Following the model of Glantz and Smith,4 population growth, inflation, and changes in underlying economic conditions were accounted for by computing the fraction (F) of total retail sales represented by restaurant sales (F= restaurant sales/total retail sales). If an ordinance adversely affects restaurant sales, F will drop after the ordinance goes into effect. We also compared restaurant sales in cities with an ordinance to those in cities without an ordinance by calculating the ratio (C) of sales in paired counties (C= restaurant sales in counties with ordinance/restaurant sales in counties without ordinance). If an ordinance adversely affects restaurant sales, C will drop after the ordinance goes into effect. Significance of differences over time in F and C were tested using paired t-tests, along with regression analyses according to the model of Glantz and Smith.4 Models were adjusted to account for varying dates and degrees of implementation.

RESULTS

The 5 counties with strong ETS ordinances and the 5 without each had a combined population of over 900,000 (thus accounting for about 30% of the state‚s population). These counties included both tobacco producing and nonproducing areas, but 3 of the 5 ordinance counties harvested more acres of tobacco annually than the matching nonordinance counties (Table 1).

Table 2 summarizes the findings relative to F, the fraction of restaurant sales to total retail sales. There was little fluctuation in F over the five fiscal years in counties with and without ETS ordinances. The mean value of F in counties with an ETS ordinance (9.1) was higher than the mean value of F in counties without an ETS ordinance (8.3). The standard deviation of the means of F were quite small both in counties with and without ETS ordinances, indicating relative homogeneity in restaurant sales over the study period. Counties without ETS ordinances showed increases and decreases similar to those in matched counties with ETS ordinances.

Table 3 summarizes the results of the ratio (C) of restaurant sales in cities with an ordinance to restaurant sales in cities without an ordinance. There were no consistent changes in restaurant sales after the ETS ordinances took effect.

Paired t-tests showed no significant difference in combined restaurant sales in the 10 counties for fiscal years 1990-1991 and 1992-1993, prior to the ordinances, compared to sales for fiscal years 1994-1997, following implementation of the ordinances. There also were no statistically significant differences by regression analyses and the coefficients for F or C.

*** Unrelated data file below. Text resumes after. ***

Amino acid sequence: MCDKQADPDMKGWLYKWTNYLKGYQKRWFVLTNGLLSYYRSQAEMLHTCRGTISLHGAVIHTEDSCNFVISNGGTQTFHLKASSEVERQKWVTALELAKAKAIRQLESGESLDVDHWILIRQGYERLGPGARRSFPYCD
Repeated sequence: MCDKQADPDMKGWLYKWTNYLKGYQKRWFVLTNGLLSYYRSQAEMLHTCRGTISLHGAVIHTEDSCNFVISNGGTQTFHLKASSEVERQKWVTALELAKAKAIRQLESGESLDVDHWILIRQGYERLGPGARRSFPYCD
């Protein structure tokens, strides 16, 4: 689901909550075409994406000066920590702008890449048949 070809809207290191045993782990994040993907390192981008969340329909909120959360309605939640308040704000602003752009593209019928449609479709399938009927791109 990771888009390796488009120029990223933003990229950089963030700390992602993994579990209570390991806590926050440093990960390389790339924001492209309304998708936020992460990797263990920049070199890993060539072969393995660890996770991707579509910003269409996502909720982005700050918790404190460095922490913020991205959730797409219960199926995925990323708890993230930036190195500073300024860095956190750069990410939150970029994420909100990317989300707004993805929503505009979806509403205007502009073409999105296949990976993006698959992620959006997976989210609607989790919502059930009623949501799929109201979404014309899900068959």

DISCUSSION

Our data show that implementation of stringent ETS regulations had no adverse economic impact on restaurant sales in 5 North Carolina counties. These findings are consistent with those from other communities,4,6,7-10 and are not the first to show the absence of negative effect from ETS regulations in a major tobacco producing state. Our findings confirm 2 small telephone studies conducted in Wake and Orange counties to determine the impact of their local ordinances. In both counties, a majority of restaurant owners or managers said that their county‚s ETS ordinance had no negative economic impact on their business.13,14

Major tobacco-producing states have generally resisted comprehensive ordinances regulating ETS exposure.11,15 For instance, at the beginning of 1993, Kentucky, North Carolina, South Carolina, Georgia, and Tennessee had passed a total of only 11 local ETS ordinances, and few of them offered significant public protection from ETS exposure.15 By October 1993, North Carolina communities had passed a total of 89 ETS ordinances in response to preemption legislation passed by the General Assembly.12

The rights of Boards of Health to pass ETS regulations have been threatened. In December 1996, the NC Court of Appeals invalidated the Halifax County Board of Health ETS ordinance because the ordinance had granted exceptions to the regulations based on perceived economic harm to smaller restaurants or because of difficulty in enforcement.16 The Court of Appeals recognized the authority of a Board of Health to pass ETS regulations, but denied it the authority to create exceptions unless they are based on public health. Rulings in New York and Ohio also state that a Board of Health can regulate ETS exposure in public places but cannot create exceptions to an ETS ordinance based on non-health related concerns.17